He applied the “Page 99 Test” to his new book, An Empire on Trial: Race, Murder, and Justice under British Rule, 1870–1935, and reported the following:
Page 99 of my book, An Empire on Trial, describes the struggle between Governor Arthur Gordon and Trinidad planters in the 1860s over how the ordinary people of this British colony, formerly enslaved blacks and indentured East Indians, were to be treated. This struggle was repeated later in Trinidad and in many other parts of the British empire. It highlights one of the themes of the book, which is that the empire was not only divided racially, but also divided within the dominant "white" race. British officials, on the one hand, and white settlers, landowners and businessmen on the other, often had very different values and aims; indeed, often two distinct and clashing understandings of what "Britishness" and "the rule of law" meant. These clashing understandings deeply influenced the history of the British empire, more so than historians have as yet appreciated.Read an excerpt from An Empire on Trial, and learn more about the book from the Cambridge University Press website.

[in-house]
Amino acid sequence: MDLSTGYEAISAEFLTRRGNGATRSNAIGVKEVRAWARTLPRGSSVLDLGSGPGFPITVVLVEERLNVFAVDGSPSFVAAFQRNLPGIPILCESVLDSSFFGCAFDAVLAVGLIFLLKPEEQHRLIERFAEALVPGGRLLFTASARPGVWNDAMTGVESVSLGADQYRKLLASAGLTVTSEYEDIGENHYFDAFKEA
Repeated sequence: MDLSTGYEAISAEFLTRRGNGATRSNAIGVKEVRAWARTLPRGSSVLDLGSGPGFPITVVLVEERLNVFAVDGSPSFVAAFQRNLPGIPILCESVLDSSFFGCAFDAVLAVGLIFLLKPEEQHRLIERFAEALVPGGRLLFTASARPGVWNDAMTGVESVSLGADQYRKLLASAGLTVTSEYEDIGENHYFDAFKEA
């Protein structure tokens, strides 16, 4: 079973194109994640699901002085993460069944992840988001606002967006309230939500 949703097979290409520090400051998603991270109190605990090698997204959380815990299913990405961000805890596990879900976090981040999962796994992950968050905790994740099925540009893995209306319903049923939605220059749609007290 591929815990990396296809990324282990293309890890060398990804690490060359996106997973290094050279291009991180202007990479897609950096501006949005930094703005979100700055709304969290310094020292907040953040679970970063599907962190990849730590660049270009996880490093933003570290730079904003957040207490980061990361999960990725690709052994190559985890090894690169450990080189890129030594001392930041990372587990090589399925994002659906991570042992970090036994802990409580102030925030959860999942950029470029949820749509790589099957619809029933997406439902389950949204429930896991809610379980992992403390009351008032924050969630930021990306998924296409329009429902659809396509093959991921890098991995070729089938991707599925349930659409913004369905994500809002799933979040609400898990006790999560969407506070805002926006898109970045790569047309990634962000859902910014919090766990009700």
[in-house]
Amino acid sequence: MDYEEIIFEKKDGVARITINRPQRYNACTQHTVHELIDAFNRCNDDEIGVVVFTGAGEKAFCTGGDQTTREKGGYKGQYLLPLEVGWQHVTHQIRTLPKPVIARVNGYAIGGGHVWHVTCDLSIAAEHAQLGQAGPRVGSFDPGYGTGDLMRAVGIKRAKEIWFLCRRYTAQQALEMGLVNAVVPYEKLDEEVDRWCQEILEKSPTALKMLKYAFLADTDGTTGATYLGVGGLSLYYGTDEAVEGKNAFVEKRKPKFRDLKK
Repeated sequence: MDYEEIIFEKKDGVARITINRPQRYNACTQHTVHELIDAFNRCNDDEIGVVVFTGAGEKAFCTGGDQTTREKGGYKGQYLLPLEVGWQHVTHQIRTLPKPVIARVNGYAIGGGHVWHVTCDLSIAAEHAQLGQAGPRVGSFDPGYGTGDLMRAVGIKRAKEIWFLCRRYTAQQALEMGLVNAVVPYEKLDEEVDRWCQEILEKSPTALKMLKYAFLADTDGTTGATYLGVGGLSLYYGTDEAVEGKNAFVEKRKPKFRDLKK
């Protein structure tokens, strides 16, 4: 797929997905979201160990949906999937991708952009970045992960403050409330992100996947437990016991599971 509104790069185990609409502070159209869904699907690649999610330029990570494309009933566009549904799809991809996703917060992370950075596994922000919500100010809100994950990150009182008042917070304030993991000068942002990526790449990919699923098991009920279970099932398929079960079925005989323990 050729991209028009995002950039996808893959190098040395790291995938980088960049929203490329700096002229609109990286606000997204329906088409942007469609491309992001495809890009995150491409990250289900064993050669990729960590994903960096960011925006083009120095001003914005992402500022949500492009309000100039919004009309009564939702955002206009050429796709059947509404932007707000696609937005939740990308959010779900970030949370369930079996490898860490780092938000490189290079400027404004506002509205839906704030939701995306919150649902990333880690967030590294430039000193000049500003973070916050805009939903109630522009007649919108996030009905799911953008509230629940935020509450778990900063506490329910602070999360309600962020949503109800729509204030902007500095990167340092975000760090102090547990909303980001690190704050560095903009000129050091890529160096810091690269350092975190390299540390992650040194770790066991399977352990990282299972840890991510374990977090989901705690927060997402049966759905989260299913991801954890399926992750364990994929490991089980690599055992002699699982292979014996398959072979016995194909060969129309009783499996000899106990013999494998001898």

In the book I use the criminal justice system - the prosecution of inter-racial killing - as a lens through which to explore, in seven different territories of the empire, how this conflict expressed itself over a specific, and highly inflammatory, issue. This conflict was part of a broader conflict than ran through the modern history of the empire, one which has implications even today: between the liberal values that permeated British life and thought and the facts of racial inequality in Britain's empire.
Martin Wiener's other publications include the books English Culture and the Decline of the Industrial Spirit, 1850-1980 and Men of Blood: Violence, Manliness, and Criminal Justice in Victorian England.